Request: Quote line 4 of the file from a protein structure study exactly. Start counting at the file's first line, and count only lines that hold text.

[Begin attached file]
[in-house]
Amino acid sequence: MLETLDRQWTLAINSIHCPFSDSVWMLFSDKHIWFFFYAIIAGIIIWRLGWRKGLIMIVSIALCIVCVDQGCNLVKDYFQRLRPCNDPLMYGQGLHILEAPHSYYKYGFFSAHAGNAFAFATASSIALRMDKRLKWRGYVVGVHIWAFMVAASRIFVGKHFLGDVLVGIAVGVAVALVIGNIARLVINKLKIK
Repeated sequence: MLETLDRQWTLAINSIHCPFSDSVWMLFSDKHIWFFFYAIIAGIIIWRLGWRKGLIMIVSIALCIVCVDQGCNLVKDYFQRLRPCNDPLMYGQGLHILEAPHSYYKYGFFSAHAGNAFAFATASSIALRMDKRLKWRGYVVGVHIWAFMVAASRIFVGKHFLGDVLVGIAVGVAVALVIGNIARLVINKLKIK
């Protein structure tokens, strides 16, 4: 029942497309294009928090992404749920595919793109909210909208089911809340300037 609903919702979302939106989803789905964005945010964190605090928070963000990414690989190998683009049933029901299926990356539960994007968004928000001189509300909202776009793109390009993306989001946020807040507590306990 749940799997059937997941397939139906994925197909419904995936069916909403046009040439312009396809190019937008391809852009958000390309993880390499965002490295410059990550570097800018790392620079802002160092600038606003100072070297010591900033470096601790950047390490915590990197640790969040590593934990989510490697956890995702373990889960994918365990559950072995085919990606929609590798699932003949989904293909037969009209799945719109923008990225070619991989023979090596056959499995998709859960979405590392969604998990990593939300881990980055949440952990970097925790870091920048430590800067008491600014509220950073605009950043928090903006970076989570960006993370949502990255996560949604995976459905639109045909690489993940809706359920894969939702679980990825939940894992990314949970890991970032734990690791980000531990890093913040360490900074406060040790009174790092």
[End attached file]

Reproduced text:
């Protein structure tokens, strides 16, 4: 029942497309294009928090992404749920595919793109909210909208089911809340300037 609903919702979302939106989803789905964005945010964190605090928070963000990414690989190998683009049933029901299926990356539960994007968004928000001189509300909202776009793109390009993306989001946020807040507590306990 749940799997059937997941397939139906994925197909419904995936069916909403046009040439312009396809190019937008391809852009958000390309993880390499965002490295410059990550570097800018790392620079802002160092600038606003100072070297010591900033470096601790950047390490915590990197640790969040590593934990989510490697956890995702373990889960994918365990559950072995085919990606929609590798699932003949989904293909037969009209799945719109923008990225070619991989023979090596056959499995998709859960979405590392969604998990990593939300881990980055949440952990970097925790870091920048430590800067008491600014509220950073605009950043928090903006970076989570960006993370949502990255996560949604995976459905639109045909690489993940809706359920894969939702679980990825939940894992990314949970890991970032734990690791980000531990890093913040360490900074406060040790009174790092």